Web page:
When I was a child, I also looked forward to the start of the new school year. I was eager to wear my new uniform, meet up again with my friends, find out who my new teacher was… A few days later, all that enthusiasm would seep away. It was business as usual… back to the grind. I tried looking ahead to the next summer holiday, but all I could see was week after week of tedious work. I sighed.

I can also remember, years ago, sighing as a homeschooling mother. I’d start the year off with great anticipation, armed with new resources and ideas, and then a few weeks into the term, my enthusiasm would die. Teaching my children no longer seemed like an exciting adventure. It was just one long hard struggle. But that was in the days when we weren’t unschooling.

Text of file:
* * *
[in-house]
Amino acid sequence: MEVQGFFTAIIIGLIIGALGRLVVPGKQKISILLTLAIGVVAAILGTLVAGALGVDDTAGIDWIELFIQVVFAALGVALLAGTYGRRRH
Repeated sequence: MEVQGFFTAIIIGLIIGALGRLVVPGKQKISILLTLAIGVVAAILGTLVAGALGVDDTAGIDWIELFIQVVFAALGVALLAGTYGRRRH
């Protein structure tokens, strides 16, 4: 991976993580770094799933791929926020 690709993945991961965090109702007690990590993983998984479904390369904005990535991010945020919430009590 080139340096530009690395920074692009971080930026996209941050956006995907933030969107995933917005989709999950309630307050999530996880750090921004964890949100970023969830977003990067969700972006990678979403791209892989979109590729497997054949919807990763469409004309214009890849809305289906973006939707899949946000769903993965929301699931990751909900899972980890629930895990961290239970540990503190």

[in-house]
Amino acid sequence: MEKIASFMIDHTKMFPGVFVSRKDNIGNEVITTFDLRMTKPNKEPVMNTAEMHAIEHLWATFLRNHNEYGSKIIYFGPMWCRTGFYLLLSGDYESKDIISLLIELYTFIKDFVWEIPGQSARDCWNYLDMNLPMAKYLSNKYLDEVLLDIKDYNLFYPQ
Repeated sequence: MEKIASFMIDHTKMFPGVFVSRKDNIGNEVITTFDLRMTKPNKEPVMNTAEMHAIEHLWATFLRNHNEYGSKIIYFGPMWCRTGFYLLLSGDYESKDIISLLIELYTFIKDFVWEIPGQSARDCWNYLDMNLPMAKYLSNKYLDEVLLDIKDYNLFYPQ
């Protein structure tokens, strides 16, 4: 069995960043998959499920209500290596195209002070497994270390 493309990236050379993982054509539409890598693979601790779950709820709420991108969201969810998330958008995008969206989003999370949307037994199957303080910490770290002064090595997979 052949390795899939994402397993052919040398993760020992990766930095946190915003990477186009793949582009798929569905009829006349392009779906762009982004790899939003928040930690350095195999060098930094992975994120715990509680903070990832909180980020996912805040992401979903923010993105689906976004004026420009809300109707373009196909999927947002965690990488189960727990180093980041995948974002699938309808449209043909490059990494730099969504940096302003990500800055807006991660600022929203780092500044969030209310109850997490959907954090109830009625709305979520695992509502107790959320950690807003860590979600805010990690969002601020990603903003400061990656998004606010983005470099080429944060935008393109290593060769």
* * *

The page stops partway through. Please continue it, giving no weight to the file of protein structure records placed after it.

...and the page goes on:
My girls won’t be sighing in a few days’ time, or even a few weeks’ time. I’m sure they’ll still be bouncing around full of the joy of learning. Their enthusiasm won’t have disappeared. I hope mine won’t have either. And I am very grateful for this. I am very glad we found our way to unschooling.

Sophie appears again, a book in her hand. “This looks interesting,” she says.  “Perhaps I can add this to my list of things I want to do.”

I read the title: Aircraft of Australia and New Zealand. “Aviation… Amelia Earhart, Charles Kingsford Smith, The Wright Brothers…” I pause as I try to remember more.

“Can you spell those names?” asks Sophie. “I’ll go and look them up.”

The new unschooling year has begun.

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    • Anonymous
    • January 28, 2013

    I know what you mean about quickly the enthusiasm wanes when you follow a curriculum. It was like drudgery trying to make it through my list of subjects for the day and then dealing with one or two children who do not want to do what I asked.